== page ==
Photographer Rick Lieder is out to change the typically repulsive reaction to insects and other backyard invertebrates. In 31 photographs, currently on display at the Detroit Zoo, Lieder sheds light on behavior at the microscopic scale through strikingly beautiful portraits of tiny creatures.
The bug project began in 2002 as a self-imposed challenge to create something of beauty with just a camera and a Tamron 90 mm macro among other lenses no tripod, no flash and no digital manipulation. As a result, not only has he created fine art photographs, he's captured the personality of his subjects. It goes without saying that working at such a tiny scale with subjects who rarely hold their poses increases the difficulty. Lieder attributes his success to patience. Poised in the grass, waiting for hours for the right moment, Lieder became attuned to these critters, and his fascination with their behavioral patterns fueled a much larger project than originally anticipated. Now, he not only shoots in his Berkley backyard, but in similar settings in New York City and Leamington, Ontario.
Originally trained as a scientist, Lieder, 51, left that world around 1980 to study photography and painting. His background in science explains his interest in investigating and documenting life at this scale in great accuracy and detail, while his understanding of light and composition lends each picture unique artistic merit. With an exceedingly narrow band of sharp focus on the subject, and a steady hand, the background dissolves into a blurred dreamscape, an atmospheric field of green, yellow and orange.
With his lush palette, it's conceivable that Lieder's compositions might be mistaken for paintings. To describe just a few: A leafhopper climbs diagonally along a shaft of green grass edged in a sliver of brilliant blue it's a sharp contrast to the softer greens infusing the rest of the image. This isn't Photoshop; it's Lieder's use of natural light, in this case, a reflection of the sky. In another image, an amber-hued wasp with transparent wings is perfectly silhouetted against a brilliant sunny spotlight. Lieder also photographs a butterfly head-on, its wings obscured, with the focus instead on its spindly legs and curving, elongated proboscis (mouth). This intensely interplays with the backdrop, featuring pink vertical shafts of stamens emanating from a flower.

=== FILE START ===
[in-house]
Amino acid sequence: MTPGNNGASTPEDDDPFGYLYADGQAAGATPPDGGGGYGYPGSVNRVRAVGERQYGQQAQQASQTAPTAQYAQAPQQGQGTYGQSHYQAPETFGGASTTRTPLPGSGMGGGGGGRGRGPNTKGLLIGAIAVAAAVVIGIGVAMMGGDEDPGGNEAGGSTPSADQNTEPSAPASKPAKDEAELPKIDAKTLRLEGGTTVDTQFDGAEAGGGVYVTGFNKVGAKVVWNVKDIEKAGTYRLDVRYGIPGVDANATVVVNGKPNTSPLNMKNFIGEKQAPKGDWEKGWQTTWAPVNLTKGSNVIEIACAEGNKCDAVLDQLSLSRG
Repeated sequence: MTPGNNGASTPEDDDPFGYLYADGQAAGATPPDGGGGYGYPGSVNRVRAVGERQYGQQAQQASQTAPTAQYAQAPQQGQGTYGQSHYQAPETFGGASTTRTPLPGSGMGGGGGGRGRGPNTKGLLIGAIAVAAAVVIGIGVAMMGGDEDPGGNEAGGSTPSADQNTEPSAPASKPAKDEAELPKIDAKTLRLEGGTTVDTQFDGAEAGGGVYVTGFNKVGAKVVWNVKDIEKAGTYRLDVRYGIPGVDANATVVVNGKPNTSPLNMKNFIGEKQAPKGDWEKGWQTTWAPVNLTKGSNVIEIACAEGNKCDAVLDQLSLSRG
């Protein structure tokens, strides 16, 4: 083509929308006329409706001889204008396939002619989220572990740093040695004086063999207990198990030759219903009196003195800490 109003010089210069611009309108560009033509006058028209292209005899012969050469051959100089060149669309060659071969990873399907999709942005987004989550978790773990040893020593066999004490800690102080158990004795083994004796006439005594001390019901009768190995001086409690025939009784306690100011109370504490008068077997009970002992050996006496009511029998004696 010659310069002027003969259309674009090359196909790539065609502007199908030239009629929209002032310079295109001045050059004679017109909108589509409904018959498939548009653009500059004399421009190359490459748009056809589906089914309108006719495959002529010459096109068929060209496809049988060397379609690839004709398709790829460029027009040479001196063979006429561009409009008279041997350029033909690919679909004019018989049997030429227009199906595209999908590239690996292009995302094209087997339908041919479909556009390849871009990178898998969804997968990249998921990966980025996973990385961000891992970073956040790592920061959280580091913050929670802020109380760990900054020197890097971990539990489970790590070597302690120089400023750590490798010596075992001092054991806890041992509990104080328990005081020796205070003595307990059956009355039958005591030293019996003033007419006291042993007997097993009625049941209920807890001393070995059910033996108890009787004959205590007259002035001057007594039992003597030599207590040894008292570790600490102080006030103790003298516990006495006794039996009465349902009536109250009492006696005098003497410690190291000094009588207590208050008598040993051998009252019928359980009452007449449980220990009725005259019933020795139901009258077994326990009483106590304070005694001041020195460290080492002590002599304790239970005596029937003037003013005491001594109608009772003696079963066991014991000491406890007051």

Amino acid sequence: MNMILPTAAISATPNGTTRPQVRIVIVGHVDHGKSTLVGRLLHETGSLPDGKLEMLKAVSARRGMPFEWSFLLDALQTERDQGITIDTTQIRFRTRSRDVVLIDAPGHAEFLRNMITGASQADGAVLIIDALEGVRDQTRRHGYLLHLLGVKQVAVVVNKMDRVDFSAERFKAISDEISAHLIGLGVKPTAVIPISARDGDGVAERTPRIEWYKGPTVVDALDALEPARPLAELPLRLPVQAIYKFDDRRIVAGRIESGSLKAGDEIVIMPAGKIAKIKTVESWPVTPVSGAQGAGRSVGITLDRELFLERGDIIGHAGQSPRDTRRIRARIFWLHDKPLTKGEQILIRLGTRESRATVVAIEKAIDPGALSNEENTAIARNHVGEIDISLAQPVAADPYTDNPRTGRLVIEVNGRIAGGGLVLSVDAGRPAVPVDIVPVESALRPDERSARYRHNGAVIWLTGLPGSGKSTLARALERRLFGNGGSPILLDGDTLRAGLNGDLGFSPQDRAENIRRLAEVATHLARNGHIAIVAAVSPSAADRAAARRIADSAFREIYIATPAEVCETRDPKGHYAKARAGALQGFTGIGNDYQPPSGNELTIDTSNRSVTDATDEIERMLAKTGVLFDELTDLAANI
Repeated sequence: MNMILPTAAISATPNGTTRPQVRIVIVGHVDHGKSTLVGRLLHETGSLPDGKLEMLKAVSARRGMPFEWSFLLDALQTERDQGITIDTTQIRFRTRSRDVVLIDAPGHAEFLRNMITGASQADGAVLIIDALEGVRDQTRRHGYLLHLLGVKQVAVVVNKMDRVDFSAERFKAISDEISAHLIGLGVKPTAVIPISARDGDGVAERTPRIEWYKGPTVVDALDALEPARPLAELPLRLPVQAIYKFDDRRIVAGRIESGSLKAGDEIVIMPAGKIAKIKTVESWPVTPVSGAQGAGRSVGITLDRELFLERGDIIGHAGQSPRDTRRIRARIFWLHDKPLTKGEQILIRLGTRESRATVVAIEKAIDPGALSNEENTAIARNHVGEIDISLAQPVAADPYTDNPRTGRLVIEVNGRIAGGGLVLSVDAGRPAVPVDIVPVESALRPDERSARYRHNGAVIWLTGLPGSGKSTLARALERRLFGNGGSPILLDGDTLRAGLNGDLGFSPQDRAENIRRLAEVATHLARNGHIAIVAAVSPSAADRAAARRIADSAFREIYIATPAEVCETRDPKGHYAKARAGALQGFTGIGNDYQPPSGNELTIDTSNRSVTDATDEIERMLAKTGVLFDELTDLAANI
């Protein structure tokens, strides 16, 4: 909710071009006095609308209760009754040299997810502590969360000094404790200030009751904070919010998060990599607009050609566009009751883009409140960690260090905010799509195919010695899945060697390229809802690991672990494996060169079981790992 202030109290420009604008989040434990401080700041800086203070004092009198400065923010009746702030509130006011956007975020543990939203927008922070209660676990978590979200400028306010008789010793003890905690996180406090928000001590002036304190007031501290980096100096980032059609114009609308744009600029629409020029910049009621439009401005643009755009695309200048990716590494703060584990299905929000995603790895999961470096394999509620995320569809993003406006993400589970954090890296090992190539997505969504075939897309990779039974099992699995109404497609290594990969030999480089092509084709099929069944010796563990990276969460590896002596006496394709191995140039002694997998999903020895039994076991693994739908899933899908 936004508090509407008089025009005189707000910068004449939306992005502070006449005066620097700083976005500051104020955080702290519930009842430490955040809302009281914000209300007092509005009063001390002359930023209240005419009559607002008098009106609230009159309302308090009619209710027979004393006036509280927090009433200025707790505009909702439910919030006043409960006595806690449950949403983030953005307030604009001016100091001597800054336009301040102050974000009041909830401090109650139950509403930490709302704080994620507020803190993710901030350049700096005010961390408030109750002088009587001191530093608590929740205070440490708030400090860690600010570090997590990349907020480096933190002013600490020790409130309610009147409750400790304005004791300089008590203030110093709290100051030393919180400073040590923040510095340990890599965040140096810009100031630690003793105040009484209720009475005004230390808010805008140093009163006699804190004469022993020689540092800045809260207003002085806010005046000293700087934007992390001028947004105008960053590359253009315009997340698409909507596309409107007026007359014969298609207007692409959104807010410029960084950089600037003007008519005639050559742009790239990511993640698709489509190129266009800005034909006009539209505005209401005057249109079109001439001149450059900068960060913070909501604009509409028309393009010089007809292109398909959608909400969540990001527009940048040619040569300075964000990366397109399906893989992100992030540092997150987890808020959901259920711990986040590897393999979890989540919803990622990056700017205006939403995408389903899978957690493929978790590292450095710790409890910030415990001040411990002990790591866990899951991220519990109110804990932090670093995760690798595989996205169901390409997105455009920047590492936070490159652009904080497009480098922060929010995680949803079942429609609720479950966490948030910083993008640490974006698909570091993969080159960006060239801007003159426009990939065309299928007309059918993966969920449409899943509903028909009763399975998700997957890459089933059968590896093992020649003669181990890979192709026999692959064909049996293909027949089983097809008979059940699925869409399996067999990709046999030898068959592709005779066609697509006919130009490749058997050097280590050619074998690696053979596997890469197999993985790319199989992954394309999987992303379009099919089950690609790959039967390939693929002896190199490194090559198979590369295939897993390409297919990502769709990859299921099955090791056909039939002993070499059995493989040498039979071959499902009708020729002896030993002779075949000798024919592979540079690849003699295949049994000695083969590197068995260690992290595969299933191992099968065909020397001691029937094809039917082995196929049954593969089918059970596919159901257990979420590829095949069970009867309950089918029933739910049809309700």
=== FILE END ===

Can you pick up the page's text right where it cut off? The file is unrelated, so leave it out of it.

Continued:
With each portrait, Lieder presents a short narrative. One portrait, he notes, is "100 percent made in Detroit," shot at the Dally in the Alley. He offers insight into his subjects' daily struggles: "Witness an ant stretching to bridge the impossibly wide gulf between two plant stalks." His comments articulate his search for beauty, even in something as seemingly ordinary as his backyard. In the text accompanying a photo of a glass-like spider, taken in New York City's Central Park, Lieder writes: "Any place is Eden if you take the time to look." Another caption describes his yard as a "green cathedral of grass."
In revealing this beauty, Lieder wants us to see these small creatures as "more than just 'bugs' or 'pests.'" It's his objective to "highlight their remarkable biodiversity, making a difference to efforts in conservation, and the public appreciation of all wildlife." This photo collection is a stunning visual achievement and an eye-opener. Check out the show, or his Web site, bugdreams.com, and then explore your microwilderness.
Portraits of a MicroWilderness: Michigan's Backyard Invertebrates runs through Sept. 13, at the Wildlife Interpretive Gallery's Exhibit Hall, the Detroit Zoo, Royal Oak; 248-398-0900.Nick Sousanis is the arts editor at thedetroiter.com. Send comments to email@example.com